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Climate, conflict and forced migration
This paper aims to empirically establish the causal path from climate change to violent conflict and cross-border migration and explore how climate and conflict interplay in influencing asylum seekers flows. Exploiting bilateral refugee flows data for the years 2006–2015 for 157 countries, the study employs sample selection methods for gravity-type models to first estimate the impact of climate on conflict and, secondly, how conflict influences forced migration.
To the best of the researchers' knowledge, the causal link between climate, conflict and migration is investigated for the first time at this level of statistical rigour. The study unpacks conflict as a causal mediator between climate change on the one hand and asylum migration on the other. This study thus provides an empirical assessment of scientific evidence on the popular claim regarding the role of climate change on conflict and migration.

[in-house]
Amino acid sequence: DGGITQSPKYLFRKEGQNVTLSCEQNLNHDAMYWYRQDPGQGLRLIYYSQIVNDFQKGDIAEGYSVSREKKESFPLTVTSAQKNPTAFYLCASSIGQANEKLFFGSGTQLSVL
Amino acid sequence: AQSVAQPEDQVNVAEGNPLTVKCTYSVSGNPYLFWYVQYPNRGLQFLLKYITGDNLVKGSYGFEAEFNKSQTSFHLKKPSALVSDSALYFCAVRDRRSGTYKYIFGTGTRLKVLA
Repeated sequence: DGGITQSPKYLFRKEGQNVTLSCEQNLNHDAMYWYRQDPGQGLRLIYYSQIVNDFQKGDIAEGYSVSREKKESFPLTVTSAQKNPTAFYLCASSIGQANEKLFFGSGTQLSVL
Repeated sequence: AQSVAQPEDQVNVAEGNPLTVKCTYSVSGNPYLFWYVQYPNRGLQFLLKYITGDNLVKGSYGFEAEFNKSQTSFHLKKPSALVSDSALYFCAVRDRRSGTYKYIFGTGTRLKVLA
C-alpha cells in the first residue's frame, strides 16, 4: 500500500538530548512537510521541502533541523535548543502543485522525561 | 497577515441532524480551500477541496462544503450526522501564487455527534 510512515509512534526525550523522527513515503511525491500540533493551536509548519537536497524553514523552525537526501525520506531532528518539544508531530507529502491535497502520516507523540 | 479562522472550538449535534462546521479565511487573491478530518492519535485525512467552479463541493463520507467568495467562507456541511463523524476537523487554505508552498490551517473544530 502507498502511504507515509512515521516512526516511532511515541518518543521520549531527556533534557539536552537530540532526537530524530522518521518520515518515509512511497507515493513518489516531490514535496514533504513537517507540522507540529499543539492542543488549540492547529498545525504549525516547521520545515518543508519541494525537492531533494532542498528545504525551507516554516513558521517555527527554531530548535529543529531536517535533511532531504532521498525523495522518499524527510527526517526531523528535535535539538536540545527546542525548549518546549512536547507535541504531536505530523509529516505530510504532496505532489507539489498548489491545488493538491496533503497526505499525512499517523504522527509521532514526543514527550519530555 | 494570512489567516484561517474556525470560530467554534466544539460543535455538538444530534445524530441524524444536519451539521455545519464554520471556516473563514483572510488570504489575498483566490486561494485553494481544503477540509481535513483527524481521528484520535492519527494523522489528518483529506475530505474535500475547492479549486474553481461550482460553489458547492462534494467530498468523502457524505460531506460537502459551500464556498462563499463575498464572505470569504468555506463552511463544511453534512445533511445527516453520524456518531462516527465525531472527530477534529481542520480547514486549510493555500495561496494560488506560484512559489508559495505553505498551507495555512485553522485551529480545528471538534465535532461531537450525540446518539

The results suggest that climatic conditions, by affecting drought severity and the likelihood of armed conflict, play a statistically significant role as an explanatory factor for asylum seeking exclusively for countries that were affected by the Arab Spring.
The remainder of the paper is organised as follows. Section 2 provides a review of empirical literature on climate, conflict and migration and discusses the underlying mechanisms through which climate can influence migration. Section 3 describes estimation methods and data. Section 4 presents the main results and additional results from robustness checks. Section 5 discusses the main findings and concludes.